Judaism, in Color, in Italy

By Rossella Tercatin
THE COLORS of Judaism in Italy’ – in its splendor in Florence, in the Galleria degli Uffizi’s Aula Magliabechiana wing – is due to run until October 27.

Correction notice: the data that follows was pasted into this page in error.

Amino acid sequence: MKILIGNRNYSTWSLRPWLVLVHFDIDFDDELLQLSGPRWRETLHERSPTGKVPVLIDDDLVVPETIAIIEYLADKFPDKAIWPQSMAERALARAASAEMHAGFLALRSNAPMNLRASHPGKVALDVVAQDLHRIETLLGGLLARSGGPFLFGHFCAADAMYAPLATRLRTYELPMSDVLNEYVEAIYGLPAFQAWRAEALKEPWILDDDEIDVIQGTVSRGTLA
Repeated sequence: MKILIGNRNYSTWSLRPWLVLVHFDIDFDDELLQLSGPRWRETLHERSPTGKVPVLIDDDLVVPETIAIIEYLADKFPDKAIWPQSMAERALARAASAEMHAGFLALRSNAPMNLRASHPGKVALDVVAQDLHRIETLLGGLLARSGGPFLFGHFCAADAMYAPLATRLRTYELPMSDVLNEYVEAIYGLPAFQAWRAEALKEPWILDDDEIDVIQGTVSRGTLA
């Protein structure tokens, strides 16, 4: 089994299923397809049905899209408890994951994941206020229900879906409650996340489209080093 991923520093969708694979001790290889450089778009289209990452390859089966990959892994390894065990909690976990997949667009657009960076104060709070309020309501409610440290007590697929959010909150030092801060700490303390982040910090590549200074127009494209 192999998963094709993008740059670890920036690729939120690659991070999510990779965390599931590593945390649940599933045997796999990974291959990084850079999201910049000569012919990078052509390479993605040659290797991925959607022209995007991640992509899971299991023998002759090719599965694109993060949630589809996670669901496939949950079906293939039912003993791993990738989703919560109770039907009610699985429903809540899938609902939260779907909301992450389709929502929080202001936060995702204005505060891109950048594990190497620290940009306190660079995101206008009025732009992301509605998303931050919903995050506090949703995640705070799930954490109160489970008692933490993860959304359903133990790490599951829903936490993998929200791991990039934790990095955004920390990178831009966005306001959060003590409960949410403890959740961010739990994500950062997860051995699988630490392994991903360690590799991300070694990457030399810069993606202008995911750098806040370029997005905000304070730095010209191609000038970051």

During the spring of 1749 in Rome, a young Roman Jew, Anna Del Monte, was kidnapped by papal soldiers and locked up in the House of Catechumens, a Catholic institution aimed at converting Jews to Christianity. Anna, however, resisted the attempts to persuade her and after 13 days she was allowed to return to her family in the ghetto. A few years later, in celebration of Anna’s miraculous return, her father, Baruch Del Monte, donated to their synagogue a finely embroidered mappa, a rectangular piece of fabric designed to protect a Torah scroll. The showcase marks the first time in the four centuries of history of the iconic Uffizi that an exhibition is devoted to a Jewish topic, as Eike Schmidt, the director of the Uffizi, explained in a phone conversation with the Magazine. [More]

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